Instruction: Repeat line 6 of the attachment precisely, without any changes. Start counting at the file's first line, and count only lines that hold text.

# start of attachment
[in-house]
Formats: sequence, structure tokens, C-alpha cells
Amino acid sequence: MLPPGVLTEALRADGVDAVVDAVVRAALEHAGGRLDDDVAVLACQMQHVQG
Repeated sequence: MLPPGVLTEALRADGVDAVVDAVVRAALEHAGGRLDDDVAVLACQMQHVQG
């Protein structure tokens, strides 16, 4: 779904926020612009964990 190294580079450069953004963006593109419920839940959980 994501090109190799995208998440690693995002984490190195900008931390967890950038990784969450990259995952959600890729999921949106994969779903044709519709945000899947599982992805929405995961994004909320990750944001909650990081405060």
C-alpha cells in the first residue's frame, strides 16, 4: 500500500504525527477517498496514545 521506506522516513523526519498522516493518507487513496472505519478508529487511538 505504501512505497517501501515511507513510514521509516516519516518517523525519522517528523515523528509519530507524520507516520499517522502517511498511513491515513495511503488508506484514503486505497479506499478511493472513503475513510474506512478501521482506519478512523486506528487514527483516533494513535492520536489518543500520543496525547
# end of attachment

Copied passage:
C-alpha cells in the first residue's frame, strides 16, 4: 500500500504525527477517498496514545 521506506522516513523526519498522516493518507487513496472505519478508529487511538 505504501512505497517501501515511507513510514521509516516519516518517523525519522517528523515523528509519530507524520507516520499517522502517511498511513491515513495511503488508506484514503486505497479506499478511493472513503475513510474506512478501521482506519478512523486506528487514527483516533494513535492520536489518543500520543496525547